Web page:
It is widely believed that teens and twenty-somethings have turned away from the church for one or more of the following reasons:
- They find it boring.
- They can’t relate to the preaching.
- They don’t like the music.
- They have short attention spans.
- They feel that they don’t fit in.
While all these things may contribute to the younger generation’s aversion to the church, I believe there is more to it than a desire for relevance, acceptance, and an eight-piece double bass drum set.
According to a study I read recently, do you know what it is that the younger generation most wants to see in today’s church? Adults who are real.
You see, young people can spot a fake a mile away. And what they desire most in God's church are adults who are the real deal, who are the same outside of church than they are inside, who are honest about their problems and how they are affected by them.
Especially in today’s world, with the disintegration of the family, young people need a safe haven where they can be themselves; where they can share struggles, ask questions, and admit fears. But for many people—young and old alike—the church is the least safe place to be vulnerable.
In my ministry, I have been blessed to work with a number of recovering addicts, many of whom grew up in the church. Their mantra is the same. They have found more grace, love, and acceptance in 12-step groups than they did in God’s church.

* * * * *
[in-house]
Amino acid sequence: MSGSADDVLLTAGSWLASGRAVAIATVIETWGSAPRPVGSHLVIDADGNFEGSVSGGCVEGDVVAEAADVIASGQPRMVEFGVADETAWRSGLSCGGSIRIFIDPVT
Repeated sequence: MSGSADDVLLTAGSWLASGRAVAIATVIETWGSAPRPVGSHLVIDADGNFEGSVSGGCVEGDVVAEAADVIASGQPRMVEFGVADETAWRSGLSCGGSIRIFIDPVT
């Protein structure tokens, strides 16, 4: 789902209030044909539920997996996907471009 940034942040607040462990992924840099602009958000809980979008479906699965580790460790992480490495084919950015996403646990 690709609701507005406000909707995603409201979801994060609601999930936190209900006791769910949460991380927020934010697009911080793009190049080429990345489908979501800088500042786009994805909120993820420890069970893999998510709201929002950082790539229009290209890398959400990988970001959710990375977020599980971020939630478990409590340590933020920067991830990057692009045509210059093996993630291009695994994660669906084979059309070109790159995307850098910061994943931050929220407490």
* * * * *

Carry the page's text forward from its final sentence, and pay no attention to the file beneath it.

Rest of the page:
Some time ago, I came across a guy I had gone to high school with. He was raised in a church-going family, but took a left turn when he entered his teen years. Last I had heard he wasn’t exactly walking close to the Lord. Imagine my surprise when our paths crossed years later and I heard him openly and excitedly sharing his newly-ignited faith. I couldn’t help but acknowledge the difference I saw in him and ask, “What church did you get plugged into?”
I was totally unprepared for his response. He laughed and said, “I didn’t find Christ in the church. I found Him in A.A.!”
As a defender of God’s church, I was initially offended by his response. But after he explained, I became challenged by it.
He viewed A.A. as a safe place, where everyone is on a level playing field; a place where sinners can openly acknowledge their shortcomings without fear of being judged; a place where pretending and pride are not tolerated, where support and encouragement flows freely.
I immediately realized that is not a description of today’s church.
I recognize that there are many congregations out there who are getting it right. If you belong to such a church community, you are blessed. But if your church is not worthy of the adjectives loving, forgiving, grace-filled, and accepting, I pray that change would begin with you.
It’s my hunch that God’s original design for the church was that it more resemble an A.A. meeting than what it has become today.